The Montreal Canadiens (10-4-1) skate into the Big Apple on the heels of a four game winning streak to faceoff against the New York Rangers (8-5-1), who have rebounded after a slow start to win seven of their last 10 games. The Habs are playing on consecutive nights and need to find their game legs against a Rangers team that has had a day of rest and relaxation–whatever that means in this helter skelter, shortened season. The Rangers will be without injured Rick Nash, a late scratch, who will be replaced by Chris Kreider.
After two excellent games by Canadiens backup goaltender Peter Budaj, where he allowed just one goal on 37 shots, first string netminder Carey Price will get the call tonight for the visitors. However, the Montreal defense will have to work overtime to hold the blueshirts to less than 20 shots as they did in both games when Budaj was in goal. The Rangers had 20 shots in the first period alone (40 for the game) in their 2-1 victory over the Washington Capitals on Sunday.
Both teams are struggling mightily on the power play with the Rangers being last in the league (11.3 percent) and the Habs having converted just one of their last 21 attempts with the extra skater. The 6-4, 220 lb forward Brandon Mashinter will make his New York debut in the game, which will also feature the return of Brandon Prust to MSG. Prust signed as a free agent with the Habs during the offseason after spending a little over two seasons with the Rangers. Mashinter has been brought up to replace Darroll Powe, who suffered a concussion in Sunday’s game against the Caps.
With the advent of league expansion, the original six rivalry between the two teams has been diluted over the past couple of decades. With both teams having limited success during that time period, the importance of their regular season games have diminished. In recent years, it has been unlikely to catch a game between these two teams when both have been playing extremely well.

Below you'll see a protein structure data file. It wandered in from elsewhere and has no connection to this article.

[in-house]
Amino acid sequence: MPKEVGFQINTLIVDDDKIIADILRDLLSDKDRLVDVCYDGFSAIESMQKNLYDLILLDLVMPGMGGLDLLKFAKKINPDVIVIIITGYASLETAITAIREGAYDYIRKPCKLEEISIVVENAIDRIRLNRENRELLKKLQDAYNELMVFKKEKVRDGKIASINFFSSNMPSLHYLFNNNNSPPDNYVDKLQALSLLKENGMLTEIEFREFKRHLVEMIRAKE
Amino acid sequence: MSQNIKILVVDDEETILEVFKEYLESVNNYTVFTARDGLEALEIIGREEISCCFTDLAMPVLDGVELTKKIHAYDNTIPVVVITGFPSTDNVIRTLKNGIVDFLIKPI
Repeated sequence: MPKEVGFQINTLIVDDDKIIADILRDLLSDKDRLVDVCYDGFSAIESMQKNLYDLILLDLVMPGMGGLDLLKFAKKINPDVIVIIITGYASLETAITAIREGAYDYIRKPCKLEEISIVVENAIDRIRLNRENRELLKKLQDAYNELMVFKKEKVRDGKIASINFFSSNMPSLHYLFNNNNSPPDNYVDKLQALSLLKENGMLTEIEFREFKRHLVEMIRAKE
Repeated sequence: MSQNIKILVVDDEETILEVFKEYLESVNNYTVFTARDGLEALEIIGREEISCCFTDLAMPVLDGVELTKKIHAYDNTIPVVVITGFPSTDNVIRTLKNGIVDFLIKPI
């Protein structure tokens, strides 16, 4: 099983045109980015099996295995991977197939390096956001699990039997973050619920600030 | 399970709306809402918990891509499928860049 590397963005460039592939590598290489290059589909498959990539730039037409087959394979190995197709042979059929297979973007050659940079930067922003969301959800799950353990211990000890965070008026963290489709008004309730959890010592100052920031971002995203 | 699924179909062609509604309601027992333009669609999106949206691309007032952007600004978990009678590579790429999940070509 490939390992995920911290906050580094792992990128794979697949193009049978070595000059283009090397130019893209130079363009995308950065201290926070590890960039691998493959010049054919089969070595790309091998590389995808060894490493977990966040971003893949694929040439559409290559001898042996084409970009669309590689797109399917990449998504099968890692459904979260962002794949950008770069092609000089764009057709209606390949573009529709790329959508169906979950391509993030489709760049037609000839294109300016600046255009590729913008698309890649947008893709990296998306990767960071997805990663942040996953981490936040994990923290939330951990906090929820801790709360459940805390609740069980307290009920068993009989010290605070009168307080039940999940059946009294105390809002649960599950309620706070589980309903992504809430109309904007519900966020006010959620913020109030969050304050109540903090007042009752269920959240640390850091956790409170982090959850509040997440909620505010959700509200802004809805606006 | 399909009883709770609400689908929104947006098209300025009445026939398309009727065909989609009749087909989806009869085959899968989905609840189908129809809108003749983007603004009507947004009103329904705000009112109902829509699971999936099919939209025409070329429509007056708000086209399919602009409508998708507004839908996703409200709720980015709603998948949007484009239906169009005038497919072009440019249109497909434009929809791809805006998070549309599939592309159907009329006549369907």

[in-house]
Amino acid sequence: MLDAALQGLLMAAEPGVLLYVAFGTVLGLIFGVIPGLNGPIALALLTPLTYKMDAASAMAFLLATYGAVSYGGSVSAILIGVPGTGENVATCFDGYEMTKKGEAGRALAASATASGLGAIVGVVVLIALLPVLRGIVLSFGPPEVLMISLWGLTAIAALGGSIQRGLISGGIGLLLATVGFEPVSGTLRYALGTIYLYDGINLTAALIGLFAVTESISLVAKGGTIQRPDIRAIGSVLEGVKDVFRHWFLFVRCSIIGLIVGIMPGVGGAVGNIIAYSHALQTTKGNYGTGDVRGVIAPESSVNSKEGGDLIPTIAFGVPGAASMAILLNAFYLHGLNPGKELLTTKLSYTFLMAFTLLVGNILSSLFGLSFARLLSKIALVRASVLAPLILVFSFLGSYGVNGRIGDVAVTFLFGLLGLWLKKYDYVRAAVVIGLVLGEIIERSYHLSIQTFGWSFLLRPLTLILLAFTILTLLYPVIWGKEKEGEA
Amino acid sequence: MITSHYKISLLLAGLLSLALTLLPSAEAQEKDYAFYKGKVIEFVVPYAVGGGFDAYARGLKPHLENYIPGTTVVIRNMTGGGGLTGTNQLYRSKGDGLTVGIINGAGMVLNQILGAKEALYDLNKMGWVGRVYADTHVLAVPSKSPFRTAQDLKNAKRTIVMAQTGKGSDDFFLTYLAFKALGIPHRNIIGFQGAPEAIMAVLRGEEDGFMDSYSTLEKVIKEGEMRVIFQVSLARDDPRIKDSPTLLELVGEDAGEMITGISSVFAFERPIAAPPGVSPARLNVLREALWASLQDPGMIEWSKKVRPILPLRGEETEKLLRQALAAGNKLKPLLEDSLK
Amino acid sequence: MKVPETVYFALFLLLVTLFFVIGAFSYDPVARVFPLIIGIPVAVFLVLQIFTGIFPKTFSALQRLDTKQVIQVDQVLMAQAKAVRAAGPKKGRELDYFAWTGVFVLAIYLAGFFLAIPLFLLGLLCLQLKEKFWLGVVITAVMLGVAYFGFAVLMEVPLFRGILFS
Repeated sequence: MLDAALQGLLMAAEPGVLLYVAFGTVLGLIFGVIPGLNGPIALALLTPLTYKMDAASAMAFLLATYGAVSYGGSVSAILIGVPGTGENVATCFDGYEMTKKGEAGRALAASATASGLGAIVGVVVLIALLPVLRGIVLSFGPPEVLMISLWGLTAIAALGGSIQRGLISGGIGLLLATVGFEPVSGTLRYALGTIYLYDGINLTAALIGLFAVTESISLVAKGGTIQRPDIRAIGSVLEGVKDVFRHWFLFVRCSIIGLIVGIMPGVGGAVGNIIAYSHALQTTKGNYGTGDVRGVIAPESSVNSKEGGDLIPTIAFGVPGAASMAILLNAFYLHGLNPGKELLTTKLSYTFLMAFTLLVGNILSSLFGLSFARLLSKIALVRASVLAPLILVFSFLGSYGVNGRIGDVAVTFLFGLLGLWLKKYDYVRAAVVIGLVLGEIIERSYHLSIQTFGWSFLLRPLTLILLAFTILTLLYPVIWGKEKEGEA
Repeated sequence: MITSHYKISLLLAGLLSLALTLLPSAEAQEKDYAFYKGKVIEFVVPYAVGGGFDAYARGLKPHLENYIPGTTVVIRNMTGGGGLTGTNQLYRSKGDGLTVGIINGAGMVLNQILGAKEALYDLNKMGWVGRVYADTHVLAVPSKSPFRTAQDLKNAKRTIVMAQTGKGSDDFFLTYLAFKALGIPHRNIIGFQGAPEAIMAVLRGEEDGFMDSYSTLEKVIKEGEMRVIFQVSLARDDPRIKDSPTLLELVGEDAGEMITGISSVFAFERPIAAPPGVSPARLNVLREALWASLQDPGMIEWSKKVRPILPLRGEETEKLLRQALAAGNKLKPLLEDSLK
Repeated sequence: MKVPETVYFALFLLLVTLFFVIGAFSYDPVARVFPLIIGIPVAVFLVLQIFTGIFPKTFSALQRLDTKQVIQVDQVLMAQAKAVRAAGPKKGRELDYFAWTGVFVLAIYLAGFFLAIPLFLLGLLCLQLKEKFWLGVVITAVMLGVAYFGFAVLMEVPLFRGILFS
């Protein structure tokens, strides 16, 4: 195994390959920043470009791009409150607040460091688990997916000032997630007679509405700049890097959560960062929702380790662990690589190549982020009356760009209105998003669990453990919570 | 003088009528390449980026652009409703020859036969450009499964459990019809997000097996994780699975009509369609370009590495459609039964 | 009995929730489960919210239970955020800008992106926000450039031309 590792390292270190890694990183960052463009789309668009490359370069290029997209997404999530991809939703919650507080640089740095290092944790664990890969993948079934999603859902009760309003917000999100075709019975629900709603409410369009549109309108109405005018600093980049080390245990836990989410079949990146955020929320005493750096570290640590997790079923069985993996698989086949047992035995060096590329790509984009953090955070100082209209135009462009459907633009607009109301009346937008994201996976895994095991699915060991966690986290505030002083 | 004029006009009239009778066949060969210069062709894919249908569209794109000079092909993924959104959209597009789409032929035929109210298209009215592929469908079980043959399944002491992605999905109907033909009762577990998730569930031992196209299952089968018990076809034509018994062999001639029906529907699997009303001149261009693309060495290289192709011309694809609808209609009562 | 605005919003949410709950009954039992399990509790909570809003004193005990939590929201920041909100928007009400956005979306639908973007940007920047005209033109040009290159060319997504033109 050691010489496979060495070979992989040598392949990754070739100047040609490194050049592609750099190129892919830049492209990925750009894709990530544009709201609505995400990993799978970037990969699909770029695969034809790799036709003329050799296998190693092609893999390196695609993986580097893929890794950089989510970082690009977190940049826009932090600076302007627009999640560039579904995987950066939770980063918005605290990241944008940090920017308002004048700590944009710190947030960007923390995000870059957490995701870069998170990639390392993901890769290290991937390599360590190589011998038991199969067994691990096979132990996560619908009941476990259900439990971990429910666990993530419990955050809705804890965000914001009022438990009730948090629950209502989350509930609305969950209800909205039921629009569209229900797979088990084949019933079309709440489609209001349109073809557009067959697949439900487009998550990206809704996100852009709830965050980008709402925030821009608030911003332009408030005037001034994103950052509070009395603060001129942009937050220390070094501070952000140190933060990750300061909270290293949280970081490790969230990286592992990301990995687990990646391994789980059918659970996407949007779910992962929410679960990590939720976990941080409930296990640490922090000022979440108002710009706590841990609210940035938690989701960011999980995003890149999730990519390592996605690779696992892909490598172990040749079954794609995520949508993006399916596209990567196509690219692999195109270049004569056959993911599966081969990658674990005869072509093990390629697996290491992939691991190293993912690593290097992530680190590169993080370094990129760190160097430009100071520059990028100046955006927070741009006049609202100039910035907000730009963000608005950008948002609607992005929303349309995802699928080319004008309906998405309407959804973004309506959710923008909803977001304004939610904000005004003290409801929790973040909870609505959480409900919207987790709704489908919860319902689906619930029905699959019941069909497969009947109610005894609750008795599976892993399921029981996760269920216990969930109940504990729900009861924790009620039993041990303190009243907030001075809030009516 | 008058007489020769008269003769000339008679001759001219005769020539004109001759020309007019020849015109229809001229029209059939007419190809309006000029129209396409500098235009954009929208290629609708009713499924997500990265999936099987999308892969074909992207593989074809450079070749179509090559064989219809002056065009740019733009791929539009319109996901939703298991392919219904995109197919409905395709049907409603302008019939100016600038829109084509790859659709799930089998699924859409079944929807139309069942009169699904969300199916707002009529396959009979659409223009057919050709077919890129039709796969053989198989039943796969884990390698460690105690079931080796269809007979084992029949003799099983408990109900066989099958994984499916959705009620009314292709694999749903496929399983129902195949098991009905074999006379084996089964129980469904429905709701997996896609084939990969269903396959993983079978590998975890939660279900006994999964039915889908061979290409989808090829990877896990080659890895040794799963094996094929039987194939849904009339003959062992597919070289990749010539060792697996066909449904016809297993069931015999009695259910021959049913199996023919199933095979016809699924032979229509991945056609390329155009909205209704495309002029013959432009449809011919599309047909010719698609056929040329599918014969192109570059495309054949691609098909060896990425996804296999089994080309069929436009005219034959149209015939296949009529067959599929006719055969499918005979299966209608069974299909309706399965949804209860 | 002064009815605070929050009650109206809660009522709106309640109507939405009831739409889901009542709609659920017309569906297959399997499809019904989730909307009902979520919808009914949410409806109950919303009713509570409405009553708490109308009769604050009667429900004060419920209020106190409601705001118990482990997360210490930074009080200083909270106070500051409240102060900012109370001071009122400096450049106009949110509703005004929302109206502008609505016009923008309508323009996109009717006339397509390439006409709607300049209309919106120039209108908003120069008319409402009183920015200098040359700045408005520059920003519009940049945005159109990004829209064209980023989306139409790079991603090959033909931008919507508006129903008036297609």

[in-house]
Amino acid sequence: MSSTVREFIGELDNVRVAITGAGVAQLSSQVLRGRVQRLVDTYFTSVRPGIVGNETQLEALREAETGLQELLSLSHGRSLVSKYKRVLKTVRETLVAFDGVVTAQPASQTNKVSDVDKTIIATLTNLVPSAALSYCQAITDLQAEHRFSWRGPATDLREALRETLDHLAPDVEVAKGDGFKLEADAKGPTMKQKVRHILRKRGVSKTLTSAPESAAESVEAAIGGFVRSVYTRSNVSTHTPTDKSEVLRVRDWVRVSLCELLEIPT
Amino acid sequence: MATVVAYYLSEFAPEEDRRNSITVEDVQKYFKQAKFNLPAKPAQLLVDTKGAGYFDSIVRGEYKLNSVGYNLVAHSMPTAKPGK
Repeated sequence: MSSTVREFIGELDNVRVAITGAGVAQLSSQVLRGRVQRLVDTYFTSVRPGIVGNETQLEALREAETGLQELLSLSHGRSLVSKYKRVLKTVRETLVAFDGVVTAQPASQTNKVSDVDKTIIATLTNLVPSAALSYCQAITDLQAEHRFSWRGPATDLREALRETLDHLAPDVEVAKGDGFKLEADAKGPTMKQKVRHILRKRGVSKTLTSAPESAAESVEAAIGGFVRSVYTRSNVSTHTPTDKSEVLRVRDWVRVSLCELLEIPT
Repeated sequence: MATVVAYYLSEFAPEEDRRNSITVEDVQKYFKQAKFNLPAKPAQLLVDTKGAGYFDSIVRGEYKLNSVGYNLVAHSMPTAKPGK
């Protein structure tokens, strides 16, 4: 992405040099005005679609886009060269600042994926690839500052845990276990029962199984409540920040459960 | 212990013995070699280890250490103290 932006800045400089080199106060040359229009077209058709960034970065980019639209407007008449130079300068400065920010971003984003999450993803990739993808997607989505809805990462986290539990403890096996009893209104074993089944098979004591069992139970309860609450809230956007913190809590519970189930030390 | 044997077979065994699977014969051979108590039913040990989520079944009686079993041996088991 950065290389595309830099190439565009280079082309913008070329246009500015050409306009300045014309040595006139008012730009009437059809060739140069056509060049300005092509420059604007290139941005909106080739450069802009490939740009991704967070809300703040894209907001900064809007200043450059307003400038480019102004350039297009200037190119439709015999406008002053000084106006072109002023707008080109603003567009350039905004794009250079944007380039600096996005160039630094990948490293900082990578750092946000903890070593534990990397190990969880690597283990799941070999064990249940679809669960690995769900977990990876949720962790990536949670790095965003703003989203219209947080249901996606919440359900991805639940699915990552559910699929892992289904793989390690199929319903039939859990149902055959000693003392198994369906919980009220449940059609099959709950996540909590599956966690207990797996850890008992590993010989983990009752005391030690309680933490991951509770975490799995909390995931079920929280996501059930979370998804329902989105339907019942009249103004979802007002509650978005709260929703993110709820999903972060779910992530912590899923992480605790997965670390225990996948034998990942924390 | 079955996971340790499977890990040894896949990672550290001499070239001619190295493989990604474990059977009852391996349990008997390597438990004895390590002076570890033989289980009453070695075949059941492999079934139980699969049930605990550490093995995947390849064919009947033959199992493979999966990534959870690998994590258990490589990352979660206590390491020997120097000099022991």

In addition, one would have to go back 34 years to when Phil Esposito and Guy Lafleur were lacing up the skates for a vitally important postseason matchup between theses two long standing members of the NHL. The Canadiens defeated the Rangers in five games during the 1978-79 finals for their fourth consecutive Stanley Cup title. In the time since, the two teams have combined for only three cup championships and none in the past 20 years.
The game against the Rangers marks the most difficult challenge the Canadiens have faced on the road this season. Montreal has played ten of their first fourteen games at the Bell Centre this season and have taken advantage of a favorable early schedule. If the Habs are to be considered a serious contender and compete with the big boys, they will have to play well and with consistency on the road against upper echelon teams such as the Rangers.
Tonight, the rejuvenated Canadiens find out if they have what it takes to make it under the big bright lights of Broadway. If they can make it there, they can make it anywhere–at least according to the song.